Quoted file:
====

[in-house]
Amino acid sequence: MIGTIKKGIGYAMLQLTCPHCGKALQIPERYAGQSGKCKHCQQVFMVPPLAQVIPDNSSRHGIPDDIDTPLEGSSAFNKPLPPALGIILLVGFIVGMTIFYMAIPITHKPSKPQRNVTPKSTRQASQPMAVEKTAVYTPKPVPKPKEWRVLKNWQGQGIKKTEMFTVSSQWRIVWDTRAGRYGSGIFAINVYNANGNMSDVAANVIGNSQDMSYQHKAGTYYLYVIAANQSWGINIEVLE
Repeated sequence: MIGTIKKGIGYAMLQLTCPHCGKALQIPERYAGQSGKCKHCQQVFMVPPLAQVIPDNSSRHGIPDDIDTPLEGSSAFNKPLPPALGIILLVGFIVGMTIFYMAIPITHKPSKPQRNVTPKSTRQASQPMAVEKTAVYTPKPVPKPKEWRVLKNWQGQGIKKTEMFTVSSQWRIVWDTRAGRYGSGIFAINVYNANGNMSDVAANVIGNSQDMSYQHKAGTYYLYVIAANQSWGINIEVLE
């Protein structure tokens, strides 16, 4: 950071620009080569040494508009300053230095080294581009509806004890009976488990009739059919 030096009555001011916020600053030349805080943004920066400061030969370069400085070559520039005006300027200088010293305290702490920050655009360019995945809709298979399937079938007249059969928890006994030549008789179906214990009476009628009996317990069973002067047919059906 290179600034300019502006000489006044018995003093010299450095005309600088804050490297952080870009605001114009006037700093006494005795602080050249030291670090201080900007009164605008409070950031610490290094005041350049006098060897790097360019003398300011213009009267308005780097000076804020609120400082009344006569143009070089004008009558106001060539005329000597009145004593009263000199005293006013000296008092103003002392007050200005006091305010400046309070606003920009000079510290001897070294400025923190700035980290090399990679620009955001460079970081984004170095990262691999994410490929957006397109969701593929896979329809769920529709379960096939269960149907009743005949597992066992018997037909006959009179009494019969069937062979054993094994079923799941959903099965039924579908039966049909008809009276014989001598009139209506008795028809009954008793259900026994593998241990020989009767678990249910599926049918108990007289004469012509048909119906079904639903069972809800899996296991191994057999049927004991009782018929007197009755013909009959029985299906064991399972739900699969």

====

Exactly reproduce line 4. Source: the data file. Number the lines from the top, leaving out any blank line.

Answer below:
């Protein structure tokens, strides 16, 4: 950071620009080569040494508009300053230095080294581009509806004890009976488990009739059919 030096009555001011916020600053030349805080943004920066400061030969370069400085070559520039005006300027200088010293305290702490920050655009360019995945809709298979399937079938007249059969928890006994030549008789179906214990009476009628009996317990069973002067047919059906 290179600034300019502006000489006044018995003093010299450095005309600088804050490297952080870009605001114009006037700093006494005795602080050249030291670090201080900007009164605008409070950031610490290094005041350049006098060897790097360019003398300011213009009267308005780097000076804020609120400082009344006569143009070089004008009558106001060539005329000597009145004593009263000199005293006013000296008092103003002392007050200005006091305010400046309070606003920009000079510290001897070294400025923190700035980290090399990679620009955001460079970081984004170095990262691999994410490929957006397109969701593929896979329809769920529709379960096939269960149907009743005949597992066992018997037909006959009179009494019969069937062979054993094994079923799941959903099965039924579908039966049909008809009276014989001598009139209506008795028809009954008793259900026994593998241990020989009767678990249910599926049918108990007289004469012509048909119906079904639903069972809800899996296991191994057999049927004991009782018929007197009755013909009959029985299906064991399972739900699969």